There are specific immunizations for various parts of the world which you would need to discuss with your doctor. Even if you’re going somewhere requiring no particular immunizations, it might still be a good idea to make sure that your child is up to date with normal vaccinations and maybe get a flu shot.

At the airport

Seats: If your child is not yet sitting up, it might be possible to book a bassinet at the bulkhead. There are height restrictions on these; on our KLM flight it was 26 inches. Even if you cannot get the bassinet, you still might want to pick certain seats. Bulkhead seats have a little more leg room and you only have people behind you. When you check in, ask whether there are any spare seats that might give you more room to work with.

Check-in and Security: When you get to the airport, go straight to the person at the service desk. Security restrictions on traveling with people under age 1 mean that you often can’t use the auto check-in screens. At security, if you are taking milk in a bottle or solids they might make you taste it. I mean it! You have to get a spoon out, taste the food and also sip a bit of sweet baby milk. So make sure you have a clean spoon on hand and be prepared for a slight delay!

At some airports now (including SeaTac), they have play areas and nursing areas so do a bit of research if you have a layover.

On board

Some airlines let you board early with a baby. We preferred this method as it let us get all set up (bags away, boppy stuffed, baby settled) before the rest of the passengers came on. However, there are people who prefer to wait until the last minute so you are on the plane the shortest amount of time with your wee traveler.

Once you are finally on the plane, make sure to wipe down the seats, tray and anything the little one might touch with anti-bacterial wipes. This will hopefully reduce the chance of anyone coming down with something either on the trip or when you get home.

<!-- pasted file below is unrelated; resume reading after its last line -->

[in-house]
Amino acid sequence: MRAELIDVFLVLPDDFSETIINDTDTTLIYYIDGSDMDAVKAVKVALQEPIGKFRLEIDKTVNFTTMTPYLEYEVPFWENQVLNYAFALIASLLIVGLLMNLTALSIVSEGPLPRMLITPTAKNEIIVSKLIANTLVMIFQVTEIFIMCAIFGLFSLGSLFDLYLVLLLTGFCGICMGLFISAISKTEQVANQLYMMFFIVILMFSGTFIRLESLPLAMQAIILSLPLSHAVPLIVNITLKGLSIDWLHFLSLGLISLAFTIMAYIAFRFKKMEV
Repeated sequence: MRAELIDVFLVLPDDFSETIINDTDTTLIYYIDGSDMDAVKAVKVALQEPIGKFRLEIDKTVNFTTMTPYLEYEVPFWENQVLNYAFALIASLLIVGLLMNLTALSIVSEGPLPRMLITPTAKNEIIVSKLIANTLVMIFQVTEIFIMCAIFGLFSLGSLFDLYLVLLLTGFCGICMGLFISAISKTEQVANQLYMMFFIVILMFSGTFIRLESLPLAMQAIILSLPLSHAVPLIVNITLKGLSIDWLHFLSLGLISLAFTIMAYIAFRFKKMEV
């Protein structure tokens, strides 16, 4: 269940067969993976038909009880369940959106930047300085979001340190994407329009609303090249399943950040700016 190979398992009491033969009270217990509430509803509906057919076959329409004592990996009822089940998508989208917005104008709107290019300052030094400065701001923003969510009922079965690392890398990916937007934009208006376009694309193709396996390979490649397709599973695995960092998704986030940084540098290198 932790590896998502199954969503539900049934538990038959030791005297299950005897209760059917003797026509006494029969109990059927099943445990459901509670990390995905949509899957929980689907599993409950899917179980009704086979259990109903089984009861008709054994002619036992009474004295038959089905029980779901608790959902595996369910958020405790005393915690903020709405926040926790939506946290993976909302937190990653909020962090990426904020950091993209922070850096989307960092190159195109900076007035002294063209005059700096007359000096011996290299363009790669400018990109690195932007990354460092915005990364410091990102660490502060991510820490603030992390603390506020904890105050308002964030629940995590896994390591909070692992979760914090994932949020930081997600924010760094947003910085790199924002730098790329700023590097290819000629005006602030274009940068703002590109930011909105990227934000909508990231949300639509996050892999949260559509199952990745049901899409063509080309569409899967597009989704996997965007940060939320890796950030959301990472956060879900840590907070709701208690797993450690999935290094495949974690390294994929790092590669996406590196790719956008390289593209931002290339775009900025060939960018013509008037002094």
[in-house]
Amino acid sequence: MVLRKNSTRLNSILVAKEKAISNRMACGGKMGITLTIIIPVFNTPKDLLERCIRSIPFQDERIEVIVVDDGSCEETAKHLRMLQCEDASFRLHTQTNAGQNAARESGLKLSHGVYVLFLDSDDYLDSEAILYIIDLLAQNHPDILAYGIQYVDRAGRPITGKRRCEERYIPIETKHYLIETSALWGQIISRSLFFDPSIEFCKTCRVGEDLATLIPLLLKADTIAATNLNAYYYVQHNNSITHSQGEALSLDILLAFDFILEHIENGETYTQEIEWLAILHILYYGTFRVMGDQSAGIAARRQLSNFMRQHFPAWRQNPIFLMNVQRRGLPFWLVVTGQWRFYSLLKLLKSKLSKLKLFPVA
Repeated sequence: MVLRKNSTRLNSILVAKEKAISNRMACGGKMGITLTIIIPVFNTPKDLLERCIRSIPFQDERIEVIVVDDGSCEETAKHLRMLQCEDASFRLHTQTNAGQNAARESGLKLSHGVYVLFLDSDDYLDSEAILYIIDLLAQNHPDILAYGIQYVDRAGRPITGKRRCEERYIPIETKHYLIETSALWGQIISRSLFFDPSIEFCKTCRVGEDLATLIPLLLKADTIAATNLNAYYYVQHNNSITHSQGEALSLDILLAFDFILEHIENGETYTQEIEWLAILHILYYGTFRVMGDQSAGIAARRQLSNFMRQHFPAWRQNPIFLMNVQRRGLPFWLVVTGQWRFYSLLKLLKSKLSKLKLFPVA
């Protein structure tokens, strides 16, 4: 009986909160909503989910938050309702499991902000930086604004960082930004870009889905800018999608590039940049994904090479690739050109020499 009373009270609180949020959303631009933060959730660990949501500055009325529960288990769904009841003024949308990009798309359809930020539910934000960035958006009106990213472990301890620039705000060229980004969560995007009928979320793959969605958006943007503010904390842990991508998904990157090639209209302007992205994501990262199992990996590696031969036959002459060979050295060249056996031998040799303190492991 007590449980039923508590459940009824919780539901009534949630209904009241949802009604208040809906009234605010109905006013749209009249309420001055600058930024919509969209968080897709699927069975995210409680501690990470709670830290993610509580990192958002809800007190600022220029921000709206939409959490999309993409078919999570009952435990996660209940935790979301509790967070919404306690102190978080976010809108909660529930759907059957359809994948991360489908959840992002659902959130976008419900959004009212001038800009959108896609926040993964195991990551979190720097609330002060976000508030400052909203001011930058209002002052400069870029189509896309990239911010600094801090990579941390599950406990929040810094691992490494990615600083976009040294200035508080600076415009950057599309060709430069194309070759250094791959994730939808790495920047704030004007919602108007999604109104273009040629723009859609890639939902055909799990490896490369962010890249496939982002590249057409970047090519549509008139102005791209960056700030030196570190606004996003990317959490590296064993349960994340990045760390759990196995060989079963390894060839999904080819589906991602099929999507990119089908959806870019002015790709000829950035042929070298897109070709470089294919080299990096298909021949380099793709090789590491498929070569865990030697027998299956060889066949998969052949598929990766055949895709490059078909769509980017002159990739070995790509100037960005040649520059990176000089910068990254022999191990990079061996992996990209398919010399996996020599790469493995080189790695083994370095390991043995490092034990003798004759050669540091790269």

Babies often have trouble equalizing their ears on take-off and landing so it is a good idea to try and nurse at these times. I found this difficult as she was really distracted, but the bottles of milk I had on hand made it all a little less stressful and awkward.

As we all know, going between timezones and being on planes for long periods of time is tiring. And if your little one has started to follow a regular sleeping pattern, expect to be a little at odds for the first couple of days.

All that is left to say is: Traveling with a baby can’t be too bad as my husband and I are about to embark on the transatlantic journey yet again in a couple of weeks! Anyone have any suggestions on toys guaranteed to entertain a 10-month-old infant for nine hours?

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  1. Jennifer says:

    Thank you so much for the great information! My husbands entire non-immediate family is located in Japan and here we are in Seattle! I know we will be taking our wee one to the “homeland” eventually and all of your advice is PRICELESS! Thank you so much!

  2. Awesome post, Clare! This will help tremendously on my upcoming trip to the UK (Flying solo with K – Yikes).

    I wanted to add a little tip I received from somebody. When traveling with babies, you can call the airline right after your booking and reserve bulk head seats (instead of waiting till you check in).
    Also, some airlines allow you to request an “infant hold” on the seat next to yours. This means that they will try their best to keep that seat vacant if the flight is not full. This doesn’t cost anything to you. You can request this by calling your airline.

    Safe travels!